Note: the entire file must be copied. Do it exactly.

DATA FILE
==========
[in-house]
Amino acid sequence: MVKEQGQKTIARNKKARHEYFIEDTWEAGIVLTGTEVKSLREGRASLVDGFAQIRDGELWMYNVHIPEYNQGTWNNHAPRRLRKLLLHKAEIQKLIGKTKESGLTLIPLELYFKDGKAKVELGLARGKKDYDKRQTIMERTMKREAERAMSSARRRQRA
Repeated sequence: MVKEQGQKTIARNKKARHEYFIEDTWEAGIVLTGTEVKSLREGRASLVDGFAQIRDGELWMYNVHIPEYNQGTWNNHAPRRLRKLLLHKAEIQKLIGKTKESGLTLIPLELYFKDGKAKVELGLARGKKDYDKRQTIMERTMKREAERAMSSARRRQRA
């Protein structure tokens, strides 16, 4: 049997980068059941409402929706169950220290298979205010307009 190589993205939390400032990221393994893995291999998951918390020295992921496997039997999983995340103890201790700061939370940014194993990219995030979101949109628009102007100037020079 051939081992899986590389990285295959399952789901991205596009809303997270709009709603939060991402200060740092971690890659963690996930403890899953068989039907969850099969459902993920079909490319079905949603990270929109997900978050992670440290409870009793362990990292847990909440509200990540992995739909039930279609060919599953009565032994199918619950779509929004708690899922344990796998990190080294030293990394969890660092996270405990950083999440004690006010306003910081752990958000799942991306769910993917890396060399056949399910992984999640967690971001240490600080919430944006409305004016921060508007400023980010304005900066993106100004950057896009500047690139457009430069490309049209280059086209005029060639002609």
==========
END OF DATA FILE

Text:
[in-house]
Amino acid sequence: MVKEQGQKTIARNKKARHEYFIEDTWEAGIVLTGTEVKSLREGRASLVDGFAQIRDGELWMYNVHIPEYNQGTWNNHAPRRLRKLLLHKAEIQKLIGKTKESGLTLIPLELYFKDGKAKVELGLARGKKDYDKRQTIMERTMKREAERAMSSARRRQRA
Repeated sequence: MVKEQGQKTIARNKKARHEYFIEDTWEAGIVLTGTEVKSLREGRASLVDGFAQIRDGELWMYNVHIPEYNQGTWNNHAPRRLRKLLLHKAEIQKLIGKTKESGLTLIPLELYFKDGKAKVELGLARGKKDYDKRQTIMERTMKREAERAMSSARRRQRA
């Protein structure tokens, strides 16, 4: 049997980068059941409402929706169950220290298979205010307009 190589993205939390400032990221393994893995291999998951918390020295992921496997039997999983995340103890201790700061939370940014194993990219995030979101949109628009102007100037020079 051939081992899986590389990285295959399952789901991205596009809303997270709009709603939060991402200060740092971690890659963690996930403890899953068989039907969850099969459902993920079909490319079905949603990270929109997900978050992670440290409870009793362990990292847990909440509200990540992995739909039930279609060919599953009565032994199918619950779509929004708690899922344990796998990190080294030293990394969890660092996270405990950083999440004690006010306003910081752990958000799942991306769910993917890396060399056949399910992984999640967690971001240490600080919430944006409305004016921060508007400023980010304005900066993106100004950057896009500047690139457009430069490309049209280059086209005029060639002609």